a one-man business, and recently built a new house/studio in the Blue Ridge Mountains near Charlottesville, Va.,
a location that allows him to take long weekends and a month off each year to explore the outdoors. In 2007 he
kayaked the 400-mile length of the James River from its headwaters to the Chesapeake Bay in Virginia.
Williamson's love of the outdoors and his choice of fabric fit together. Polar fleece was developed in the
1970s for the outdoor industry and military because its individual fibers don't absorb water and it will keep
the person who wears it warm, even if it is wet.
Mouse Works hats have no designer labels. "I believe that unique handmade quality is desirable over brand
name recognition," Williamson explained. "No label is permanently attached to the outside of my creations in a
small effort to counteract the logo-saturated market. " To see more hats
visit his online store.
Plastic Into Hope — and Art
Diners at the food court in Montreal's Eaton Centre can't miss the message to please recycle their plastic
water bottles – there's a five-story sculpture made of them rising above their heads.
The mall has had a
vision of reducing landfill-bound waste for some time, working with tenants for two years by recycling paper and
cardboard used in its 175 stores and restaurants. For the 500,000 shoppers who visit the mall each week, there
are reusable lunch sacks and separate containers for waste, glass, paper and metal in the food court, and they
can drop off used cellphones and batteries at the information booth.
But research shows Quebecers recycle less than 9 percent of the plastic water bottles bought in the province.
When Eaton Centre marketing director Zeina Barghout was looking for creative ways to increase recycling efforts,
the idea of a visual reminder that was too huge to ignore was born. Why not collect all the water bottles discarded
in the mall and transform them into a work of art right there in the food court, where it might make people think
about where they were tossing their trash?
The materials were not hard to find: Since the beginning of July, 10 recycled plastic receptacles shaped
like water drops have been placed around the shopping center. They carry the message of the project: "Drop by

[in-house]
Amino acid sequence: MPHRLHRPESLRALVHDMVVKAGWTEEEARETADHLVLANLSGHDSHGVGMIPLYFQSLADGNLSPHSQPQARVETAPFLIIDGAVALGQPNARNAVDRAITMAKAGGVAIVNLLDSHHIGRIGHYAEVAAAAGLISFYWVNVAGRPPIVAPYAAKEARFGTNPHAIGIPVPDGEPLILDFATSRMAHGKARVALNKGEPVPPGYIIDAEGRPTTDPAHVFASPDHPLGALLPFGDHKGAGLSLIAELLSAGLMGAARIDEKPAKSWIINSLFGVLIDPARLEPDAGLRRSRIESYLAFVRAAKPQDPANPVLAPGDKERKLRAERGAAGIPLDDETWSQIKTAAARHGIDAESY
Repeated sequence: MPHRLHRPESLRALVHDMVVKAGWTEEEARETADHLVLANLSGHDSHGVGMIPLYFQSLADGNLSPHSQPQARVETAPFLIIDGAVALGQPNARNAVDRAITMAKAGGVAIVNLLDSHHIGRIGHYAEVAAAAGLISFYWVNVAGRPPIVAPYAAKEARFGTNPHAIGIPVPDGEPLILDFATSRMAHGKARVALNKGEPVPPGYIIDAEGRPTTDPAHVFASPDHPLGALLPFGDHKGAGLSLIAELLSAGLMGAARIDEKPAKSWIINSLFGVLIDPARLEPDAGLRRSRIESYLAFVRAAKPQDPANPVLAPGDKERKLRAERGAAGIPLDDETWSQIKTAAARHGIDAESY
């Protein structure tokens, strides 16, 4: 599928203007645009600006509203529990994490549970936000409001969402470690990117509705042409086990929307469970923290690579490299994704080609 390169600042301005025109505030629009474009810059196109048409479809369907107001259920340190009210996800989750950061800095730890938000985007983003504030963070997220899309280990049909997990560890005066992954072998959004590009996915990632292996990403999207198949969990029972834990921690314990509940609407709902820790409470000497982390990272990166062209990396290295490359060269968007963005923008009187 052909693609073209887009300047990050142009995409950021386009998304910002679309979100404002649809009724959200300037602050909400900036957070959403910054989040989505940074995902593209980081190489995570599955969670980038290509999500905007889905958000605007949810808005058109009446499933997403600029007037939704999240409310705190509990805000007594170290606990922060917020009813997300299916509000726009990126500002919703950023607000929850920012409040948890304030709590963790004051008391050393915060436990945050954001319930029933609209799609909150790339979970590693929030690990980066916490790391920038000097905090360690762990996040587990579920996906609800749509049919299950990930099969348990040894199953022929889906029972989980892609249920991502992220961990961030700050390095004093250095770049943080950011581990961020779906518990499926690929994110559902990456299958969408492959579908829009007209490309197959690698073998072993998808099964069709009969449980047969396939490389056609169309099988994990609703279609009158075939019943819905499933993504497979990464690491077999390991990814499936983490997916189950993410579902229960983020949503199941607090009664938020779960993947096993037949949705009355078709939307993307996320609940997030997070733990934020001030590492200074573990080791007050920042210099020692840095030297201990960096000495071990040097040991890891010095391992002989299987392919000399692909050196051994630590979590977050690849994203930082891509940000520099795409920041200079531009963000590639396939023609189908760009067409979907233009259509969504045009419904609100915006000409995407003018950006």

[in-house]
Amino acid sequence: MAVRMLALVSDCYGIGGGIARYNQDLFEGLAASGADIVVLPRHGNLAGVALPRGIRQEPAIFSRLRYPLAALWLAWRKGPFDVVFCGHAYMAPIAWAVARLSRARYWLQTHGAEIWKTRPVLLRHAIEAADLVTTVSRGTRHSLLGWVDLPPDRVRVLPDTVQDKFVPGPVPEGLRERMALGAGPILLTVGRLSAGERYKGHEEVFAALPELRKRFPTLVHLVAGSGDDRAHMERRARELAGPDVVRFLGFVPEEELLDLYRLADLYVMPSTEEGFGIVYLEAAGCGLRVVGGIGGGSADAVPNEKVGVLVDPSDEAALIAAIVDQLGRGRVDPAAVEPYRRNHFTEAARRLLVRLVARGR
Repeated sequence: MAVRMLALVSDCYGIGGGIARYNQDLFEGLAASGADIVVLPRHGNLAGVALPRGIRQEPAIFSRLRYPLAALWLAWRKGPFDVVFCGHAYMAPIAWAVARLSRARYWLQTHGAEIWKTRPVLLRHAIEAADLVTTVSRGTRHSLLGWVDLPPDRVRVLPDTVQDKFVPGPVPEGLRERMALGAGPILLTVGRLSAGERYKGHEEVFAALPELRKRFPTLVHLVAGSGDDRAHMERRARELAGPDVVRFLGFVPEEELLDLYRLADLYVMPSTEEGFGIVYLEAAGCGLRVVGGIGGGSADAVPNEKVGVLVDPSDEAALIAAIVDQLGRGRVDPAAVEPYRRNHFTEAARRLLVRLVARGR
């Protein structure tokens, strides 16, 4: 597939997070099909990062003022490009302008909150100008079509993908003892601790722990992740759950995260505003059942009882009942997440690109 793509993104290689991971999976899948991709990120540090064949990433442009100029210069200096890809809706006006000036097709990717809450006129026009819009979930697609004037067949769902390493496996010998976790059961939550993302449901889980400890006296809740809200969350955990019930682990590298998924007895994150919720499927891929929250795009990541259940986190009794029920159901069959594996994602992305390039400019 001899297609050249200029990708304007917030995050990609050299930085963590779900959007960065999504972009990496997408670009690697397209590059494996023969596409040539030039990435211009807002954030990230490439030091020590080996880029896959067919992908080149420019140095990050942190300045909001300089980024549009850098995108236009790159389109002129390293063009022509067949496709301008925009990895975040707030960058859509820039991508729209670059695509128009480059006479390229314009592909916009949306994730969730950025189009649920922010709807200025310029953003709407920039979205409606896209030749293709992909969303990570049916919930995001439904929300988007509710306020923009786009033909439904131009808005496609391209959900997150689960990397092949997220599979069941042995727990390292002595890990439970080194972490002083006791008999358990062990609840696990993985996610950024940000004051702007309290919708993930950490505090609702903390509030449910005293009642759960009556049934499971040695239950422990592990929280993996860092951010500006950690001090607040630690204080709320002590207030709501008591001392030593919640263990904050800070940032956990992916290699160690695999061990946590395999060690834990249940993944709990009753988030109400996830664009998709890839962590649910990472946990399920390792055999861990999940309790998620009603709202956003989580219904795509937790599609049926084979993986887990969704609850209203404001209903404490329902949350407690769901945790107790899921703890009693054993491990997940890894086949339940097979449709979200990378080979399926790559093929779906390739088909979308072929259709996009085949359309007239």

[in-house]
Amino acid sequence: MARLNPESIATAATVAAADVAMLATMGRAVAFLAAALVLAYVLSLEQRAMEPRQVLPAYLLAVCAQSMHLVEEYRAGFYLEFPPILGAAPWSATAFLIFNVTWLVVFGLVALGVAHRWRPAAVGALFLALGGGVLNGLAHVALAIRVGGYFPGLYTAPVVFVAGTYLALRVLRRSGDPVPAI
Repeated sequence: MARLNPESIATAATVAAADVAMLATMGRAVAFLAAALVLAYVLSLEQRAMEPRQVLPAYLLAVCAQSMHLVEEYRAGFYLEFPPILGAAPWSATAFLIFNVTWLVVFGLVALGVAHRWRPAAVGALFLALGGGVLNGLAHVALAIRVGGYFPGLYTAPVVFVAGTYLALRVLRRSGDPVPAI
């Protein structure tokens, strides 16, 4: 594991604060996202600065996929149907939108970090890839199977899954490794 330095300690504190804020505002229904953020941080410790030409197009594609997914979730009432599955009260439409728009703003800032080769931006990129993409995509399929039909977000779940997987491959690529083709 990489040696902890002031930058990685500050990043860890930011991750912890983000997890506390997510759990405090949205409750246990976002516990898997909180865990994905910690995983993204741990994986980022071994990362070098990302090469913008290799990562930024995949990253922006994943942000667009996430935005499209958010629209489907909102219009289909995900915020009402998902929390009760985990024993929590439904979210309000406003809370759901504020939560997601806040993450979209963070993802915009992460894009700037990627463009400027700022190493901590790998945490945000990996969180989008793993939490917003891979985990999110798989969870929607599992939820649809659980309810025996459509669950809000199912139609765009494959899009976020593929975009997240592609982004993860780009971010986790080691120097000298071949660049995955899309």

drop, transforming plastic into hope," and by the first week in October, had collected more than 25,000 bottles.
Local artist-sculptor Phil Allard has transformed the trash into a translucent, snakelike sculpture that reaches
up toward the domed atrium 160 feet above the food court.
"All of my work is based on recycling and recovery," Allard told the Montreal Gazette. "It's a question of
using useless things to show people they don't need them in their lives. It's one thing to protest, another to
create." To create the sculpture, Allard tied the bottles together with fishing line, then wrapped them in
transparent plastic chicken wire, and attached more bottles to the wire. He's removed the labels from the
bottles on the outside of the wire to let the sunlight from the atrium shine through.
Plans for the finished sculpture call for four 25 meter-long sections filled with up to 70,000 bottles.
By the beginning of October, two sections were in place, and the third under construction. Barghout
told Eco-Artware.com that visitors will find "a surprise at the top" of the completed work. The sculpture
is place from Oct. 24 through mid-November — when the Christmas decorations go up, according to Barghout.
Then all those plastic bottles are destined to be recycled. The mall’s efforts to raise awareness of plastic
and other kinds of recycling will be ongoing.
Sculpture by Phil Allard in the Montreal Eaton Shopping Center. Five stories tall, the sculpture is made
entirely of plastic bottles collected in the Center since July 2007.
Custom designed recycling bin for collecting used plastic water bottles in the Montreal Eaton Shopping Center.
The collector, one of ten in the Center, is made from plexiglass that can be recycled. The Center also recycles
paper and cardboard used in stores and restaurants within the Mall. Reusable lunch sacks are sold and separate
containers for waste glass, paper and metal are placed in the food court. Used cellphones and batteries are
collected at the information booth.